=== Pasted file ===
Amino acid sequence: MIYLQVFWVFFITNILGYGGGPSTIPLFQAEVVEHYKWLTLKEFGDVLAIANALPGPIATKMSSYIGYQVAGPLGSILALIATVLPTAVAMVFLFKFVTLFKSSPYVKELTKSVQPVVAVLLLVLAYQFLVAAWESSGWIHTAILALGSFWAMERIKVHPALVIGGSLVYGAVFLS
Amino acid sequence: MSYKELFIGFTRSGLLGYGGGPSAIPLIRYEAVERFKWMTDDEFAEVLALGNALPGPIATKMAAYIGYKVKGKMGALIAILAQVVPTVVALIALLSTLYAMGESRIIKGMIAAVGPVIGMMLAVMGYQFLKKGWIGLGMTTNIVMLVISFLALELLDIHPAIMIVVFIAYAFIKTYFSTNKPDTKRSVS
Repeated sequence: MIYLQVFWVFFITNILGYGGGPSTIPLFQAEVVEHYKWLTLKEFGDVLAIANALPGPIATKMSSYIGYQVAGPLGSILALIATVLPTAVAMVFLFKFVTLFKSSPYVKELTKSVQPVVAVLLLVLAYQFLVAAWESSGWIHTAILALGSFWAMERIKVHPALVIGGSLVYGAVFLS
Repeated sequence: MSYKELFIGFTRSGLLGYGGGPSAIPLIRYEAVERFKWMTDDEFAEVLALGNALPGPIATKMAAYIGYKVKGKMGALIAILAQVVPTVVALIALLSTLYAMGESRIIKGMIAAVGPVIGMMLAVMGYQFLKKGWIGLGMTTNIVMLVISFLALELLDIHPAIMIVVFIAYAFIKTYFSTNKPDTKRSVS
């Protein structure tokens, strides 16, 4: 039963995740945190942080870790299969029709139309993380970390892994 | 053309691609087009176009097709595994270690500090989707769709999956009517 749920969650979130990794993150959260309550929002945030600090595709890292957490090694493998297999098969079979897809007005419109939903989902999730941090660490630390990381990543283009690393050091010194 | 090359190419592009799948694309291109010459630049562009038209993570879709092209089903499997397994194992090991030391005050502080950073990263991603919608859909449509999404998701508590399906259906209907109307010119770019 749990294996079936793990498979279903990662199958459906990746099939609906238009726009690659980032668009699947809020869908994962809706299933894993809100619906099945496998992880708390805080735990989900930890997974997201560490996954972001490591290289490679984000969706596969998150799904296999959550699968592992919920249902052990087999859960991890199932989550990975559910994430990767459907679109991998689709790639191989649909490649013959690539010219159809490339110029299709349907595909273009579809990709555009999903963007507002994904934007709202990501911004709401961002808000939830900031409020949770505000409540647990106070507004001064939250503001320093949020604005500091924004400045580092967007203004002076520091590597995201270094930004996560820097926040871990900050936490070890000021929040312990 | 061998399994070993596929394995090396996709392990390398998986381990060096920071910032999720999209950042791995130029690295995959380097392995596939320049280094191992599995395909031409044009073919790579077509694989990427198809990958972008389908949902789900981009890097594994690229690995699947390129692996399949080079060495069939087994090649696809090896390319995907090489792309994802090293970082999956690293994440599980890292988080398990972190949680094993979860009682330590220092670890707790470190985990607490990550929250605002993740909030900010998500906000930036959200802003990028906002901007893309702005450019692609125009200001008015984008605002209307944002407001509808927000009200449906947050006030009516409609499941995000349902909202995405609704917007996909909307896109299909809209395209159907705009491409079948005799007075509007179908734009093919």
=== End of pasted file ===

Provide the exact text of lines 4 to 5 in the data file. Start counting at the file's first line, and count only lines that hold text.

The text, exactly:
Repeated sequence: MSYKELFIGFTRSGLLGYGGGPSAIPLIRYEAVERFKWMTDDEFAEVLALGNALPGPIATKMAAYIGYKVKGKMGALIAILAQVVPTVVALIALLSTLYAMGESRIIKGMIAAVGPVIGMMLAVMGYQFLKKGWIGLGMTTNIVMLVISFLALELLDIHPAIMIVVFIAYAFIKTYFSTNKPDTKRSVS
């Protein structure tokens, strides 16, 4: 039963995740945190942080870790299969029709139309993380970390892994 | 053309691609087009176009097709595994270690500090989707769709999956009517 749920969650979130990794993150959260309550929002945030600090595709890292957490090694493998297999098969079979897809007005419109939903989902999730941090660490630390990381990543283009690393050091010194 | 090359190419592009799948694309291109010459630049562009038209993570879709092209089903499997397994194992090991030391005050502080950073990263991603919608859909449509999404998701508590399906259906209907109307010119770019 749990294996079936793990498979279903990662199958459906990746099939609906238009726009690659980032668009699947809020869908994962809706299933894993809100619906099945496998992880708390805080735990989900930890997974997201560490996954972001490591290289490679984000969706596969998150799904296999959550699968592992919920249902052990087999859960991890199932989550990975559910994430990767459907679109991998689709790639191989649909490649013959690539010219159809490339110029299709349907595909273009579809990709555009999903963007507002994904934007709202990501911004709401961002808000939830900031409020949770505000409540647990106070507004001064939250503001320093949020604005500091924004400045580092967007203004002076520091590597995201270094930004996560820097926040871990900050936490070890000021929040312990 | 061998399994070993596929394995090396996709392990390398998986381990060096920071910032999720999209950042791995130029690295995959380097392995596939320049280094191992599995395909031409044009073919790579077509694989990427198809990958972008389908949902789900981009890097594994690229690995699947390129692996399949080079060495069939087994090649696809090896390319995907090489792309994802090293970082999956690293994440599980890292988080398990972190949680094993979860009682330590220092670890707790470190985990607490990550929250605002993740909030900010998500906000930036959200802003990028906002901007893309702005450019692609125009200001008015984008605002209307944002407001509808927000009200449906947050006030009516409609499941995000349902909202995405609704917007996909909307896109299909809209395209159907705009491409079948005799007075509007179908734009093919």